Four years ago, Inc. published an online list of the top skills that workers will need in the future — a future that now is almost upon us. We decided to check in on the “Top 10 Most Important Work Skills for 2020” list to see how relevant those insights remain in light of more recent research and projections.
The skills, which were forecast by the Institute for the Future, included:
1. Sense making
The ability to determine the deeper meaning or significance of what is being expressed.
One of the most consistent predictions by futurists and others is that critical thinking skills will only become more important in the future. (If you can do your job without thinking about it very much, that might be a sign that it is ripe for automation.) Given the growing complexity of the world, another skill that is gaining importance is the ability to ask the right questions.
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2. Social intelligence
Ability to connect to others in a deep and direct way, to sense and stimulate reactions and desired interactions.
Social, or emotional, intelligence (also known as EQ, for emotional quotient), also shows up on current lists of the top skills that will be needed in the future, including in the McKinsey Global Institute (MGI) 2018 report, “Skill Shift: Automation and the Future of the Workforce.” It’s also an area where there appears to be a significant skills gap: In a survey conducted by neuroscientist Sara Ross, founder of BrainAMPED, 96 percent of respondents said that they knew what emotional intelligence is, but only 13 thought that their colleagues demonstrated the skill.
3. Novel and adaptive thinking
Proficiency at thinking and coming up with solutions and responses beyond that which is rote or rule-based.
Novel thinking is another word for creativity, a skill that has been climbing in top skill lists for the last few years. Adaptability may be the new EQ, according the MGI skill shift report: “Along- side more general intelligence, adaptability may become a significant differentiator for workers in a future with automation,” the report said.
4. Cross-cultural competency
Ability to operate in different cultural settings.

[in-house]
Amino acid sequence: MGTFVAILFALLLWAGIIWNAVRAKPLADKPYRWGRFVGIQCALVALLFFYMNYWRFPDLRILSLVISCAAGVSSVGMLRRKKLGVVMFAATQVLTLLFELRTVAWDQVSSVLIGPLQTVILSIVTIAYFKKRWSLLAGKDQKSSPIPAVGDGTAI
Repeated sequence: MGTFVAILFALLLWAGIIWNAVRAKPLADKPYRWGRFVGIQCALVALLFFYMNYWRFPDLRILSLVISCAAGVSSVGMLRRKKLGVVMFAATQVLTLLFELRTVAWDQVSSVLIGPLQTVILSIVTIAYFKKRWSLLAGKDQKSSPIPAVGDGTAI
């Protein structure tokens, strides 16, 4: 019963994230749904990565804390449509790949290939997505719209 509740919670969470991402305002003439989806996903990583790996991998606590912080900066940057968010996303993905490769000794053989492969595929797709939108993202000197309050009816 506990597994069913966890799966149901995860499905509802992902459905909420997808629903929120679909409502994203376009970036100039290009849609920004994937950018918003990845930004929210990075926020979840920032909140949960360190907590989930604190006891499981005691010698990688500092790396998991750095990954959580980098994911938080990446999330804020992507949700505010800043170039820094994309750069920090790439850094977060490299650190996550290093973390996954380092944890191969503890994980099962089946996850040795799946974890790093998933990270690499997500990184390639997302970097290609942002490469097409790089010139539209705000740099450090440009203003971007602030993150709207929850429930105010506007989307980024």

In 2014, this skill may have been interpreted principally as the ability to navigate in a variety of international settings. That’s still important, but its meaning also has deepened to include the ability to work in diverse and inclusive settings wherever you are. “The case for establishing a truly diverse workforce, at all organizational levels, grows more compelling each year,” wrote Vijay Eswaran, executive chairman of the QI Group of Companies, on the World Economic Forum’s website earlier this year. “The moral argument is weighty enough, but the financial impact — as proven by multiple studies — makes this a no-brainer. The coming together of people of different ethnicities with different experiences in cities and societies is a key driver of innovation.”
5. Computational thinking
Ability to translate vast amounts of data into abstract concepts and to understand data-based reasoning.
This likely would be expressed today as “data literacy,” a skill that has been likened to the ability to read and write. The Gartner research firm predicted this year that by 2020, 50 percent of organizations will lack sufficient AI and data literacy skills to achieve business value. “The ability to ‘speak data,’” said Valerie Logan, a senior director analyst at Gartner, “will become an integral aspect of most day-to-day jobs.”
6. New media literacy
Ability to critically assess and develop content that uses new media forms, and to leverage these media for persuasive communication.